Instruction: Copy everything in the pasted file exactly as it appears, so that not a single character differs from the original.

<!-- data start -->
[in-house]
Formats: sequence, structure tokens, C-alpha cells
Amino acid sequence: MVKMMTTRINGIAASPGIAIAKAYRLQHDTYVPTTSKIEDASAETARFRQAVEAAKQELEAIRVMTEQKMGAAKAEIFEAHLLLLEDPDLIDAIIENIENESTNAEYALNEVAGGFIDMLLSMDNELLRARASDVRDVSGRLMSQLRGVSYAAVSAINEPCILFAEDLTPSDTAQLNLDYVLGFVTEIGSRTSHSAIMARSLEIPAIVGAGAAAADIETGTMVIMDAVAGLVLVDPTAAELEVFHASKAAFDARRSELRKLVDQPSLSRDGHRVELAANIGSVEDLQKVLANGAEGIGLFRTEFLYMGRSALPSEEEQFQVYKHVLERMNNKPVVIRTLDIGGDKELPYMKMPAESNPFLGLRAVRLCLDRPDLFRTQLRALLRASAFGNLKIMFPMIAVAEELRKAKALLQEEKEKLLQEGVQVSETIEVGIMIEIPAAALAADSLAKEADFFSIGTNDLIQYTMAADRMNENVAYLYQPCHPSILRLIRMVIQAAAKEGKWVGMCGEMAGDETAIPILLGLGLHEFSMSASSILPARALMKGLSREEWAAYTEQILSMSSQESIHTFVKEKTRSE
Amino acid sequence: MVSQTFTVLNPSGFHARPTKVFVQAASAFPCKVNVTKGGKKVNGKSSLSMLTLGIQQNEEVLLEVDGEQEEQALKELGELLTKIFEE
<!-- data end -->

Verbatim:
[in-house]
Formats: sequence, structure tokens, C-alpha cells
Amino acid sequence: MVKMMTTRINGIAASPGIAIAKAYRLQHDTYVPTTSKIEDASAETARFRQAVEAAKQELEAIRVMTEQKMGAAKAEIFEAHLLLLEDPDLIDAIIENIENESTNAEYALNEVAGGFIDMLLSMDNELLRARASDVRDVSGRLMSQLRGVSYAAVSAINEPCILFAEDLTPSDTAQLNLDYVLGFVTEIGSRTSHSAIMARSLEIPAIVGAGAAAADIETGTMVIMDAVAGLVLVDPTAAELEVFHASKAAFDARRSELRKLVDQPSLSRDGHRVELAANIGSVEDLQKVLANGAEGIGLFRTEFLYMGRSALPSEEEQFQVYKHVLERMNNKPVVIRTLDIGGDKELPYMKMPAESNPFLGLRAVRLCLDRPDLFRTQLRALLRASAFGNLKIMFPMIAVAEELRKAKALLQEEKEKLLQEGVQVSETIEVGIMIEIPAAALAADSLAKEADFFSIGTNDLIQYTMAADRMNENVAYLYQPCHPSILRLIRMVIQAAAKEGKWVGMCGEMAGDETAIPILLGLGLHEFSMSASSILPARALMKGLSREEWAAYTEQILSMSSQESIHTFVKEKTRSE
Amino acid sequence: MVSQTFTVLNPSGFHARPTKVFVQAASAFPCKVNVTKGGKKVNGKSSLSMLTLGIQQNEEVLLEVDGEQEEQALKELGELLTKIFEE